Driving with Weed in the Car: Where to Put Your Pot When Transporting Marijuana


You just went to the dispensary. You toss your bag of bud into the passenger seat and head for home.

On the way home, you get pulled over for a broken taillight. Then the officer sees the marijuana.

Are you within your rights? Or have you just given the officer probable cause to search your car and test you for impaired driving?

Unless you’re a DUI attorney, chances are you have questions about how to transport marijuana legally.

In this article, we’ll look at where you can keep marijuana in your car to avoid unnecessary traffic tickets. Are you following Colorado law? Or have you been driving on borrowed time?

NO Driving While High!

Just like with alcohol has a blood-alcohol content (BAC) limit, there are set limits to how much cannabis you can have in your system and still be legally allowed to drive.

Once you go above 5 nanograms of THC per milliliter of whole blood, you could be prosecuted for driving under the influence (DUI). That remains true whether you’re a recreational or medical cannabis consumer.

What does 5 nanograms of THC look like?

It’s hard to say. Different strains and products contain different amounts of THC. And we metabolize marijuana at a more diverse rate than alcohol.

Making things more difficult, the current blood test isn’t always accurate in assessing sobriety. A daily smoker may be sober at 5 nanograms of THC per milliliter of blood. Similarly, you may test over the limit many hours after smoking anything.

While having 5 nanograms or more of marijuana in your system may not be enough to automatically convict you of a DUI, we strongly recommend avoiding driving if you’ve had any cannabis in the past 4-6 hours.

Know the No-Go Zones (State Lines, Federal Land, and Airports)

Just because you bought marijuana legally in Colorado doesn’t mean you can take it wherever you want.

You can’t transport marijuana to across state lines. Similarly, you can’t bring weed to the airport (even if you’re traveling within the state of Colorado or just leaving the pot in your parked car).

And you should always avoid bringing cannabis onto federal land as it remains against federal law. This includes national parks, national forests, and many ski slopes and resorts. Even storing cannabis in your car is against the law on federal land. So, save your dispensary run for after your trip to Rocky Mountain National Park.

No Open Containers

If the seal on your cannabis product has been broken, it’s considered an open container and could lead to DUI charges. In most cases, there will need to be evidence that some of the product was consumed in the car, but your best option is to avoid suspicion altogether and keep cannabis in a sealed container.

Even passengers aren’t allowed to open cannabis or use the product, regardless of whether they’re sitting next to you or hanging out in the back seat. If an officer sees someone in your car smoking pot or holding an open container, you could be on the hook for a DUI.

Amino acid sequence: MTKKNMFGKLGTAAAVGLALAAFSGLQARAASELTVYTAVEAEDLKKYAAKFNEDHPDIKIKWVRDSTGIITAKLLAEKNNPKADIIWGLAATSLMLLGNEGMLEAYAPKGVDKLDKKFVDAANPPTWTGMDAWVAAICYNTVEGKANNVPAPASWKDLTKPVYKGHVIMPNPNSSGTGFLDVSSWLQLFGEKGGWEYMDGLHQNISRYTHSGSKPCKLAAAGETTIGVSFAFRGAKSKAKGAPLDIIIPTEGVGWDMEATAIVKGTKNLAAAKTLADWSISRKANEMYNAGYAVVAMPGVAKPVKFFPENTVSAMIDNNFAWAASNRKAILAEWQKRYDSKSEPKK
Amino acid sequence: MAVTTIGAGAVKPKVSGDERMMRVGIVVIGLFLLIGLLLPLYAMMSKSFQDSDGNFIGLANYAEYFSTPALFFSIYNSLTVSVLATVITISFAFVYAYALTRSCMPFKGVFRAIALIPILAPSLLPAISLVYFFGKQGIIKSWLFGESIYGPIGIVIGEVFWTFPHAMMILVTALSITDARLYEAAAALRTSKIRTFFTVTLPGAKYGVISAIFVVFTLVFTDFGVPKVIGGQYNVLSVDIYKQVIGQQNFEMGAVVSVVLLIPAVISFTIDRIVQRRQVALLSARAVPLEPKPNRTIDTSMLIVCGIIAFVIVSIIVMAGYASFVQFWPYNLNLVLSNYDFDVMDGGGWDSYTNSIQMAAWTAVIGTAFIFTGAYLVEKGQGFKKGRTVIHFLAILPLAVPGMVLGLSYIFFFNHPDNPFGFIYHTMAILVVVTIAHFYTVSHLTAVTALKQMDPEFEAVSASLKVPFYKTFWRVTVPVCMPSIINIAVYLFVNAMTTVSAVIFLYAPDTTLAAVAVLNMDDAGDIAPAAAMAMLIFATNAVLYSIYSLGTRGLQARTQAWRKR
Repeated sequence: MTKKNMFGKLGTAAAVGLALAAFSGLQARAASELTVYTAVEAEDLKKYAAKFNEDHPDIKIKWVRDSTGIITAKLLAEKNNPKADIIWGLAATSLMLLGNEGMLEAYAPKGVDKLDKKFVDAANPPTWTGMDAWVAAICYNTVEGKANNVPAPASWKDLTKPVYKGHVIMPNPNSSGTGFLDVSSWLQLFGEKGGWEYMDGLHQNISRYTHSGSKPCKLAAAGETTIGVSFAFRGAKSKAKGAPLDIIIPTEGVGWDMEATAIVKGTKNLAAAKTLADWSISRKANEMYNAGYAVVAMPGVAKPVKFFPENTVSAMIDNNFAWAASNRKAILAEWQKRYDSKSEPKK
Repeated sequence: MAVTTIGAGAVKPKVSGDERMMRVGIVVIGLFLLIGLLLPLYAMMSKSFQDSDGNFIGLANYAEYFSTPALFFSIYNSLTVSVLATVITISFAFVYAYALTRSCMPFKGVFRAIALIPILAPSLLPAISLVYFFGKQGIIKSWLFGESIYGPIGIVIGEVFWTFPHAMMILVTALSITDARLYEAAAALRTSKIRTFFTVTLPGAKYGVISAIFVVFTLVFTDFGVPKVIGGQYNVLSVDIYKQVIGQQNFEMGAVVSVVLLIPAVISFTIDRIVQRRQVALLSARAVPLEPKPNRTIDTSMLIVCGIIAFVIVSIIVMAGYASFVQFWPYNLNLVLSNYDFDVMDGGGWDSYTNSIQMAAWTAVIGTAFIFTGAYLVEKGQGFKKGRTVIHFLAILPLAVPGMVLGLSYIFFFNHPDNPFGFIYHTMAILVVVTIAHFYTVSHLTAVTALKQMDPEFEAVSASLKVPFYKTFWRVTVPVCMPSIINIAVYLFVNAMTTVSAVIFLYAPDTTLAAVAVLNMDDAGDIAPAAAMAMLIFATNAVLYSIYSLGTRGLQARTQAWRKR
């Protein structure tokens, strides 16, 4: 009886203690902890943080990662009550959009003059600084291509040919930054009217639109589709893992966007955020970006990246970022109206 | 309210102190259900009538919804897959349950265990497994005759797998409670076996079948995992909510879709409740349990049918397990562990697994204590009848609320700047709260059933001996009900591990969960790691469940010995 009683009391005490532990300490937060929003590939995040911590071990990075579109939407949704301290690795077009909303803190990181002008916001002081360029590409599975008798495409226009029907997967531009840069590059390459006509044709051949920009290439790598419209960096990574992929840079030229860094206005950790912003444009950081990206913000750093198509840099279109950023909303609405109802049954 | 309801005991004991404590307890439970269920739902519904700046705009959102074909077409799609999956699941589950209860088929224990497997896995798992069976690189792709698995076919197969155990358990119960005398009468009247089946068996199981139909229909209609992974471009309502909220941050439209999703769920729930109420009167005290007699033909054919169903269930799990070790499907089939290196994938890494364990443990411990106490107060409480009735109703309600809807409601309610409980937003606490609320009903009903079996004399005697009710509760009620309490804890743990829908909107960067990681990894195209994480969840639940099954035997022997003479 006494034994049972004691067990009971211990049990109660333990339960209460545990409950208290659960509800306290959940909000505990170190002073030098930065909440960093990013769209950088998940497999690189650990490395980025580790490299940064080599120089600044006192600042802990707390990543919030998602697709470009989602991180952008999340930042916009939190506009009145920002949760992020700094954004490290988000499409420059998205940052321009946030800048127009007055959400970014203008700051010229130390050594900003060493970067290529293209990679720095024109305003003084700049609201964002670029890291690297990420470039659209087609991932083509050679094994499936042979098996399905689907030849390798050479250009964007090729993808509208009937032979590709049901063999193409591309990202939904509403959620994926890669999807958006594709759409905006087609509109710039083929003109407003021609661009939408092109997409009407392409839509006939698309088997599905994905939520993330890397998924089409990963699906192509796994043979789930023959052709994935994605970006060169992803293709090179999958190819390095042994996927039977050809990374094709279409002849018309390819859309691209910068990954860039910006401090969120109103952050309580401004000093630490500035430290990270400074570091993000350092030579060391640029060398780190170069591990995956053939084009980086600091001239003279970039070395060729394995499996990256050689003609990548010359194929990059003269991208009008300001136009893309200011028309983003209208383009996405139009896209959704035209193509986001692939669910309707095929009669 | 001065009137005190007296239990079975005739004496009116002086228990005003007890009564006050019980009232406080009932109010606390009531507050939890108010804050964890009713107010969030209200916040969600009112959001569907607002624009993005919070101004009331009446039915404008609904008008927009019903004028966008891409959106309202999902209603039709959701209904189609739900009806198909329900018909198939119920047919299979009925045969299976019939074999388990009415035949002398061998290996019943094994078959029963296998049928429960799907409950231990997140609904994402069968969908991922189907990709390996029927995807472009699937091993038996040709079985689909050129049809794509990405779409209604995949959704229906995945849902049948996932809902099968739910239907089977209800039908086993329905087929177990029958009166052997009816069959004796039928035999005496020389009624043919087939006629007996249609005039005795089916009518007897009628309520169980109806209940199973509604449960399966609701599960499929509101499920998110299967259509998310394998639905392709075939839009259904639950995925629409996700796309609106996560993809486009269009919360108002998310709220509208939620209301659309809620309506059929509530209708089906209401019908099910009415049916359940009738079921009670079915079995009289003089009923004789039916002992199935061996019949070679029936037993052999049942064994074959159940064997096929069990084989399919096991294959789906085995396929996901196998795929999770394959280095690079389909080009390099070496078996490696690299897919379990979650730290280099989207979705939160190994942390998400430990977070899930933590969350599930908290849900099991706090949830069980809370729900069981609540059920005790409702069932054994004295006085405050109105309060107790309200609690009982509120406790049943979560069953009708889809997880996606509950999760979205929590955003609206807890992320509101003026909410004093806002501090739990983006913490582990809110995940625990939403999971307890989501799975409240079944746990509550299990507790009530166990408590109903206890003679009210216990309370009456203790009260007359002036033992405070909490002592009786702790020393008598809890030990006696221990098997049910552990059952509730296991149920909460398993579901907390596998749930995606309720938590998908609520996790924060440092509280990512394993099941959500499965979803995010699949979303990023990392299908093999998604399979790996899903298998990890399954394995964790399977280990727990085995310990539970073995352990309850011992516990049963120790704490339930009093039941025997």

Open marijuana IS allowed in the living quarters of trailers or motor homes.

weed in trunk of car

Keep It Out of Reach

One of the safest ways to avoid a marijuana DUI is to keep any cannabis you’re transporting out of reach. Tossing an eighth into the passenger seat or glove box is easy, but it could be taken as evidence that the product was used in the car, particularly if you’ve already consumed part of the purchase at another time.

We encourage you to store any cannabis—but especially unsealed containers—in the trunk (or as far from the driver as possible).

Know the Limits

In addition to legal limits for marijuana in your bloodstream, Colorado has limits in place for how much cannabis you can possess at any given time. If you are transporting more than 1 ounce of cannabis, regardless of whether it was legally purchased, you are breaking the law and could be charged.

What Constitutes Probable Cause?

Probable cause is what allows an officer to search your car or request a blood test during a traffic stop.

Warrantless searches are on the decline in many states with recreational or medical marijuana, in part due to a ruling that the smell of pot isn’t enough to justify a search in Colorado. According to the Associated Press, drug-sniffing dogs that smell marijuana are NOT enough cause to search a vehicle without permission.

But that policy doesn’t hold true in every state. And the smell of marijuana is only one way that police can establish probable cause. If an officer sees you driving erratically and THEN smells cannabis in your vehicle (or sees marijuana products or containers within reach), the two factors could be enough to prompt a search of your vehicle.

The best way to stay legal and safe on the road is to keep cannabis in an odor-proof container in your trunk. This can also help the officer who pulled you over complete their traffic stop quickly and without needing to spend time and resources investigating whether or not you are intoxicated while driving.

Drive Safe So You Can Get Home and Get High

Now that you know how to legally transport marijuana from the dispensary, why not put your new knowledge to use with a trip to Karing Kind, Boulder’s first recreational cannabis dispensary.

Our clean-grown bud, naturally extracted concentrates, and award-winning budtenders have made us a premier Colorado cannabis destination.

Karing Kind is located just off of US-36, one mile north of Broadway, open MON-SUN from 9am to 10pm.

While we carry a variety of strains, concentrates, edibles, salves and tinctures, inventory and stock levels fluctuate from week to week and month to month. Check our menu and follow us on Twitter for an up-to-date list of edibles, concentrates and buds available.